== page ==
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The Uncommon Reader
The Uncommon Reader
Author: Alan Bennett
From the author of The History Boys and The Clothes They Stood Up In, a deliciously funny novella that celebrates the pleasure of reading. — When the Queen in pursuit of her wandering corgis stumbles upon a mobile library she feels duty bound to borrow a book. Aided by Norman, a young man from the palace kitchen who frequents the library, Bennett...  more »
ISBN-13: 9780374280963
ISBN-10: 0374280967
Publication Date: 9/18/2007
Pages: 128
  • Currently 3.8/5 Stars.

3.8 stars, based on 47 ratings
Publisher: Farrar, Straus and Giroux
Book Type: Hardcover
Other Versions: Paperback, Audio CD
Members Wishing: 4
Reviews: Member | Amazon | Write a Review

Top Member Book Reviews

reviewed The Uncommon Reader on + 1781 more book reviews
Helpful Score: 5
First Line: At Windsor it was the evening of the state banquet and as the president of France took his place beside Her Majesty, the royal family formed up behind and the procession slowly moved off and through into the Waterloo Chamber.

This little 121-page novella is a comic jewel in which Alan Bennett speculates what might happen if a very well-known person were to read a book...and actually enjoy the experience.

If Queen Elizabeth II hadn't chased her Corgis 'round the back of Windsor Castle and stumbled across the bookmobile parked outside the kitchens, none of this would've happened. But the Corgis did, and she did, and the Queen checked out a book-- just to be polite. Who'da thunk she'd actually read it and go back for another?

"Books did not defer. All readers were equal, and this took her back to the beginning of her life. As a girl, one of her greatest thrills had been on VE night, when she and her sister had slipped out of the gates and mingled unrecognized with the crowds. There was something of that, she felt, to reading. It was anonymous; it was shared; it was common. And she who had led a life apart now found that she craved it. Here in these pages and between these covers she could go unrecognized."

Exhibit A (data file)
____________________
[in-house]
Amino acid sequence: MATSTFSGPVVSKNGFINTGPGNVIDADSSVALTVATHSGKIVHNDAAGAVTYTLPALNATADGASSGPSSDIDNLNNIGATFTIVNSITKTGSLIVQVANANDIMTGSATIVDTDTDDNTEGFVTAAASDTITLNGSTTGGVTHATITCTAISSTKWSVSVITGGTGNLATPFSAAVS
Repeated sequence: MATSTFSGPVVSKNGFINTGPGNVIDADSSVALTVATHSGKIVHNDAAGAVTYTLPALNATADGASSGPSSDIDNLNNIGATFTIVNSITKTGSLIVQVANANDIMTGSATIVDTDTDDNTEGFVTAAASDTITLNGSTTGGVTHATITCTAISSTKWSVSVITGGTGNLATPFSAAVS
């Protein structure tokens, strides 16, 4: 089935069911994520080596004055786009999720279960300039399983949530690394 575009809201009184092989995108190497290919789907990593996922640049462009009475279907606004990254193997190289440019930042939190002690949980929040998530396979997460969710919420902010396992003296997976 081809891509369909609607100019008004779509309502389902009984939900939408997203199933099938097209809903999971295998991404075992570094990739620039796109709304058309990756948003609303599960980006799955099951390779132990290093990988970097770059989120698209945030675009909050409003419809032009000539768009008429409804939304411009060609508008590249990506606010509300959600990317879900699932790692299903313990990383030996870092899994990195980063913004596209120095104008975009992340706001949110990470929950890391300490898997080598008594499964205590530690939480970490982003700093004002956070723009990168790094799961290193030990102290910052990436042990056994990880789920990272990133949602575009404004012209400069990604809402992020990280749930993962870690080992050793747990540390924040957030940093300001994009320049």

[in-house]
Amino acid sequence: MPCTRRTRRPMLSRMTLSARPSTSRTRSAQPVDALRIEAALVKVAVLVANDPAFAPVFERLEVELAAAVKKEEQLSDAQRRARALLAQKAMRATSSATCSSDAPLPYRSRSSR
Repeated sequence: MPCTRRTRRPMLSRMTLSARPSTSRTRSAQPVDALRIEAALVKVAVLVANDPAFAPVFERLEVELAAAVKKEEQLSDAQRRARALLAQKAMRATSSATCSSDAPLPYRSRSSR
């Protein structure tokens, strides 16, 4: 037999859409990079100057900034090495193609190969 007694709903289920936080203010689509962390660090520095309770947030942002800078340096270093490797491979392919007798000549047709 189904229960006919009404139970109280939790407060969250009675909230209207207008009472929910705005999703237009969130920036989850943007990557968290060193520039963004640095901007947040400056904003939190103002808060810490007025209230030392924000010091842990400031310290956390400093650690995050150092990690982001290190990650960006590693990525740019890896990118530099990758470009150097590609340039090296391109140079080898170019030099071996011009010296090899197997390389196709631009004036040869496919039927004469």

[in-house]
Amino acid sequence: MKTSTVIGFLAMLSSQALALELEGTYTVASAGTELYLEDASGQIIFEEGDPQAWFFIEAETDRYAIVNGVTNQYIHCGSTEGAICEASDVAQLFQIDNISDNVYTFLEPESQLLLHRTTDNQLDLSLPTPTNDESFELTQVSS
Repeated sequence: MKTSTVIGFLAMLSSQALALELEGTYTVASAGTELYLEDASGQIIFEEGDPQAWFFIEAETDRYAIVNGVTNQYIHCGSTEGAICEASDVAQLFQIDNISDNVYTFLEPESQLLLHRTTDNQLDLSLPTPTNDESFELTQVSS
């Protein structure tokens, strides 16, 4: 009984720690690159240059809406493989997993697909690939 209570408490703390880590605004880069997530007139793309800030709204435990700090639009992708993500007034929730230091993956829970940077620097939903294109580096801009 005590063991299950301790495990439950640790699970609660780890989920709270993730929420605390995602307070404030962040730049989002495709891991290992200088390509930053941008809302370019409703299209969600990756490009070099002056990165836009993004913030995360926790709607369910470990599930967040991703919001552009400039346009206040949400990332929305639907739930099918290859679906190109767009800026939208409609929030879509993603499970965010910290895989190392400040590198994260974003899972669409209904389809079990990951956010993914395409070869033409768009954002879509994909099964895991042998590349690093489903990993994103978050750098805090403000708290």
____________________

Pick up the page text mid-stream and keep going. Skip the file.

Turning such a world figure into a reading fiend is a stroke of comic genius as the reader rides along in the state carriage while Her Majesty learns how to wave and read at the same time or watches the servants learn to cope with a formerly punctual monarch who now wants to wait until she's finished the chapter she's reading.

The Uncommon Reader isn't all fun and games. On a deeper level, Bennett shows how the world opens up to anyone who chooses to read for both enlightenment and enjoyment. Whether we realize it or not, reading transforms us.

Read it for the humor. Read it because you're a fan of the royals. Read it because of the truths it contains. For whatever the reason... it!
reviewed The Uncommon Reader on + 4 more book reviews
Helpful Score: 4
This is a delightful satire; in turns funny, sad, and touching. Queen Elizabeth accidentally becomes a devoted reader and her interest in books leads her to become more interested in people, more compassionate, more human; all to the distress of her advisors and court.
reviewed The Uncommon Reader on + 92 more book reviews
Helpful Score: 2
A fun little romp.
reviewed The Uncommon Reader on + 52 more book reviews
Helpful Score: 2
I wasn't impressed with this novella. The Queen of England, a few years shy of 80, stumbles into mobile library while walking her dogs and checks out a book out of politeness. She then discovers that she enjoys reading. A lot. Nobody else reads as much as she does and everyone thinks her reading is a bad idea. They try to discourage her from reading but can't stop her because she is, after all, the Queen. That's pretty much it. The story isn't fleshed out much from there. Cute idea, I guess, and it's kind fun to think of the Queen as being one of us readaholics, but all in all not very interesting.
reviewed The Uncommon Reader on + 146 more book reviews
Helpful Score: 1
Charming book about the power of reading as well as an engaging portrait of a monarch.
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reviewed The Uncommon Reader on + 39 more book reviews
A delightful little novella, full of delight and humor (some of it distinctly British). With Queen Elizabeth taking the central character one feels almost voyeuristic glimpsing behind the royal curtain. Wish the story were true!

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Queen Elizabeth (Primary Character)